NEWS22 February 2024

UK introduces new methodology to estimate excess deaths

News Public Sector UK

UK – The Office for National Statistics (ONS) has led the development of a new method for estimating the number of excess deaths across the UK.

magnifying glass on laptop

The new method uses age-specific mortality rates to estimate the expected number of deaths used in the calculation of excess mortality – the difference between the actual and expected number of deaths – rather than death counts.

According to the ONS, this means trends in population size and age structure will be taken into account.

The new approach also accounts for trends in population mortality rates, the ONS said.

A comparison of the two methods found similar estimations of excess deaths during the Covid-19 pandemic – on an annual basis, the new method estimates 76,412 excess deaths in the UK in 2020, compared with 84,064 estimated by the old method.

However, for 2023, there is a greater difference in the number of excess deaths estimated by the new method – 10,994, which is 20,448 fewer than the previous approach.

Daniel Ayoubkhani, ONS, said: “During the peak-pandemic years, we saw dramatic increases in mortality rates. It was a stark example of a public health threat resulting in many more deaths than we would have expected in a ‘normal’ year. 

“In the spirit of continuous improvement, we’ve been working with independent experts, and those across government and the devolved nations, to develop a common UK-wide approach.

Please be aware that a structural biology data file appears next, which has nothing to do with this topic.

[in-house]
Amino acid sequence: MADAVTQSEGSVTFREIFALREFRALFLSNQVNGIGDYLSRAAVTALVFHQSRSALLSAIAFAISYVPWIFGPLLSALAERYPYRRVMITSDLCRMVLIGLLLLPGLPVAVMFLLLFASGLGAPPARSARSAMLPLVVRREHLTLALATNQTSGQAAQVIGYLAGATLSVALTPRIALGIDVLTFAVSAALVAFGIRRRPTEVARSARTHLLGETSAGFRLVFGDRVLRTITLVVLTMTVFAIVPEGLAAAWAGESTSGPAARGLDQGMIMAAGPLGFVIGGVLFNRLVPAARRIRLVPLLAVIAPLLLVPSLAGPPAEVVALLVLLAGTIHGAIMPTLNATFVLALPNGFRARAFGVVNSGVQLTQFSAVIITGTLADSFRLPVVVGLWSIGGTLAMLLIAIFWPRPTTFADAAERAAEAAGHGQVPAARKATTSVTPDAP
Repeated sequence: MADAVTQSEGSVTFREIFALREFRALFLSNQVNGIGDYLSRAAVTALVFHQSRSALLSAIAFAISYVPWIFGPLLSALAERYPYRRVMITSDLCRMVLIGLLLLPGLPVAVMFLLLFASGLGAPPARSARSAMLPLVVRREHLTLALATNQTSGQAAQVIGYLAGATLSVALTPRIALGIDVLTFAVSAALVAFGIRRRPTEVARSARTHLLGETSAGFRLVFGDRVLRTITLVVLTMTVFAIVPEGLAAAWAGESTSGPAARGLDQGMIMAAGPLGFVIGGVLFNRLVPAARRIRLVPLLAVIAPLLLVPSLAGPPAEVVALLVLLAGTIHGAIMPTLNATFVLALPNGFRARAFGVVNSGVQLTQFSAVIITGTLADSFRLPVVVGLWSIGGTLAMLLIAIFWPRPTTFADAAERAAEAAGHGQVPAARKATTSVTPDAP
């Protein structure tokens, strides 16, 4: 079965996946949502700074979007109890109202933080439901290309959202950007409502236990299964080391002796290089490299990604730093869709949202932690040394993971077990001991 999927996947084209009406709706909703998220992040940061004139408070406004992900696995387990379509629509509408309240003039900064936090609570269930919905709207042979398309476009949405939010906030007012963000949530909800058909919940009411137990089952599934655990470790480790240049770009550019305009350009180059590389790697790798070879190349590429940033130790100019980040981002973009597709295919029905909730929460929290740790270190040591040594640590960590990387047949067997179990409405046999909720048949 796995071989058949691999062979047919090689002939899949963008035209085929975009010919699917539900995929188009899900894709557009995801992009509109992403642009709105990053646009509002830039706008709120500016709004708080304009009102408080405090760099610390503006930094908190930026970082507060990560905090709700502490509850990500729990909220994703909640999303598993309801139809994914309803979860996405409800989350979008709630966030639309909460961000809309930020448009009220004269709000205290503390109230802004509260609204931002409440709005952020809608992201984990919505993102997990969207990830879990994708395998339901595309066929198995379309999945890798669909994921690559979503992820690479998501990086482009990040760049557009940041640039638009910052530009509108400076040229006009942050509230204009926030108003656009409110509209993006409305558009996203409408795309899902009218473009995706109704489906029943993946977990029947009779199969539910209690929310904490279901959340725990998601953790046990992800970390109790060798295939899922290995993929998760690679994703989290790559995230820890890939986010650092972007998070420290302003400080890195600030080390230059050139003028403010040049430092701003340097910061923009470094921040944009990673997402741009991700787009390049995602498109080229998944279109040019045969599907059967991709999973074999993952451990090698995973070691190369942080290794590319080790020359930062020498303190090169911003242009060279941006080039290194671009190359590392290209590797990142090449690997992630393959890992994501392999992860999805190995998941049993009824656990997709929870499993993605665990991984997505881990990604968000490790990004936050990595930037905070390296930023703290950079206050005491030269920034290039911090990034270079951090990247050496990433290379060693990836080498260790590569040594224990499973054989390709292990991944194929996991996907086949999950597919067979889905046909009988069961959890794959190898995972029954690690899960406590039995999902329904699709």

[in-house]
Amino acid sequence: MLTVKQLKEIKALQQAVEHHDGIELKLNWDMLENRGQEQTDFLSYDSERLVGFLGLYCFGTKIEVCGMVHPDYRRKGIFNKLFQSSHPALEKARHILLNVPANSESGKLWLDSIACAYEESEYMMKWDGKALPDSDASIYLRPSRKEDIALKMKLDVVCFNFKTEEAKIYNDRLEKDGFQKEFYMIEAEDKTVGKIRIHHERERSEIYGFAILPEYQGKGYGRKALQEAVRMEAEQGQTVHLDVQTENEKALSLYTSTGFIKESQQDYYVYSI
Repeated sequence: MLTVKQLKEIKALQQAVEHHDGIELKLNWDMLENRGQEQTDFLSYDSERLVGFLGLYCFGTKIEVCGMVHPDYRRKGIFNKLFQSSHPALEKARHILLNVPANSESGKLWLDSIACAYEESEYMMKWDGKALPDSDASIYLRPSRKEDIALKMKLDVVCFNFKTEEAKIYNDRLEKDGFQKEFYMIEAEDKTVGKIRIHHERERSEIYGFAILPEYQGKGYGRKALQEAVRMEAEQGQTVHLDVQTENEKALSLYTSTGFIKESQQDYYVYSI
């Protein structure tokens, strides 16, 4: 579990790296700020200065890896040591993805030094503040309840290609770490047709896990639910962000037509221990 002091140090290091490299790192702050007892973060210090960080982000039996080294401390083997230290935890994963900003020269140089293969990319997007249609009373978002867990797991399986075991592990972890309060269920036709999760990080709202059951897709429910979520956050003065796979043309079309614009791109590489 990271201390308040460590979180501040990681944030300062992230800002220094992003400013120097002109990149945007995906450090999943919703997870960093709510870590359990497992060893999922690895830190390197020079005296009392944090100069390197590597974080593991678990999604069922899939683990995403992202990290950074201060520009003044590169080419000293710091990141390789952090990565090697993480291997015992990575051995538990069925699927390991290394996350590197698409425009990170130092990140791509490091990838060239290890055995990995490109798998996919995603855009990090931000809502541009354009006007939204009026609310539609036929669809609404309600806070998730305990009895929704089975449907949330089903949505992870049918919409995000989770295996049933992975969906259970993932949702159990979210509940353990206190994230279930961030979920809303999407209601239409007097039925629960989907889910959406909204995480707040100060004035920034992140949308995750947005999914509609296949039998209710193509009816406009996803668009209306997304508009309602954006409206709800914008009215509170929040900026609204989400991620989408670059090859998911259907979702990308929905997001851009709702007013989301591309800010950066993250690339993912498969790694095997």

“Using our new methodology, this release shows tragically there were an estimated 11,000 excess deaths in 2023. This is lower than our previous estimate because our new method accounts for the growth and ageing of the population. These are key factors in understanding how many deaths we would expect to see and whether the actual number of deaths is below, or above, this estimate.   

“Looking more closely at the last months of 2023, there were actually negative excess deaths, meaning fewer deaths than average being registered.”


1 Comment

2 months ago

As a retired charted engineer, I can follow most of the statistical justifications and appreciate when dealing with large numbers (populations) changes of 10, 000s can possibly be produced. I'm surprised there is such a difference, between models for post pandemic years in as much the previous model would have over estimated age relateted deaths, in that more elderly people with comorbidities would of been removed from the population due to covid thus resulting in fewer deaths from the older part of the population but in actual fact deaths still exceeded the forecasted death rate. The new forecasting model supposedly follows the same population better and now forecasts more deaths from what should be a healthier population, thereby reducing excess death figures. Are we getting sicker? As with all modelling, the devil is in the detail, experts have excelled this proposed change, but I've not seen the actual detail.

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